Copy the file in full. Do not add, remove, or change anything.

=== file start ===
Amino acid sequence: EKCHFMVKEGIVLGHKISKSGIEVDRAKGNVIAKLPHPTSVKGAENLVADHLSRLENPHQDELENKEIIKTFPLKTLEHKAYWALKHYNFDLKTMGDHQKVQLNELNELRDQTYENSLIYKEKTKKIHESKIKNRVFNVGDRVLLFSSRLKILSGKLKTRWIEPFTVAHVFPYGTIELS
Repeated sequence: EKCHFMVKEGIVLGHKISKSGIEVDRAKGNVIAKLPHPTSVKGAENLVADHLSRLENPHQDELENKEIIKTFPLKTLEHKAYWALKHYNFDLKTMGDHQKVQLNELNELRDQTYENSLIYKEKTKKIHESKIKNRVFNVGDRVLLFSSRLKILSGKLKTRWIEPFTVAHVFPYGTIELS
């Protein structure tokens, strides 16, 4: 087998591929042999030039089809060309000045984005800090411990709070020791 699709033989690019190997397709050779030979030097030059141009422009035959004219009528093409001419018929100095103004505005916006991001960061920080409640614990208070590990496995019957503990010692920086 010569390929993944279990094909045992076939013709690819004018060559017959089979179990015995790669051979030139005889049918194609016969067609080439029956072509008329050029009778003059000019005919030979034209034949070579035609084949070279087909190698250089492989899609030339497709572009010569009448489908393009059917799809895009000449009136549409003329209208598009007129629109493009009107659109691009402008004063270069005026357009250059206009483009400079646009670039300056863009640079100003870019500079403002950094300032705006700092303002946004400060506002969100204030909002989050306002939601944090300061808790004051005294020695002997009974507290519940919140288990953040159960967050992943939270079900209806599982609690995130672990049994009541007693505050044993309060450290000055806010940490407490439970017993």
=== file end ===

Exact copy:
Amino acid sequence: EKCHFMVKEGIVLGHKISKSGIEVDRAKGNVIAKLPHPTSVKGAENLVADHLSRLENPHQDELENKEIIKTFPLKTLEHKAYWALKHYNFDLKTMGDHQKVQLNELNELRDQTYENSLIYKEKTKKIHESKIKNRVFNVGDRVLLFSSRLKILSGKLKTRWIEPFTVAHVFPYGTIELS
Repeated sequence: EKCHFMVKEGIVLGHKISKSGIEVDRAKGNVIAKLPHPTSVKGAENLVADHLSRLENPHQDELENKEIIKTFPLKTLEHKAYWALKHYNFDLKTMGDHQKVQLNELNELRDQTYENSLIYKEKTKKIHESKIKNRVFNVGDRVLLFSSRLKILSGKLKTRWIEPFTVAHVFPYGTIELS
């Protein structure tokens, strides 16, 4: 087998591929042999030039089809060309000045984005800090411990709070020791 699709033989690019190997397709050779030979030097030059141009422009035959004219009528093409001419018929100095103004505005916006991001960061920080409640614990208070590990496995019957503990010692920086 010569390929993944279990094909045992076939013709690819004018060559017959089979179990015995790669051979030139005889049918194609016969067609080439029956072509008329050029009778003059000019005919030979034209034949070579035609084949070279087909190698250089492989899609030339497709572009010569009448489908393009059917799809895009000449009136549409003329209208598009007129629109493009009107659109691009402008004063270069005026357009250059206009483009400079646009670039300056863009640079100003870019500079403002950094300032705006700092303002946004400060506002969100204030909002989050306002939601944090300061808790004051005294020695002997009974507290519940919140288990953040159960967050992943939270079900209806599982609690995130672990049994009541007693505050044993309060450290000055806010940490407490439970017993």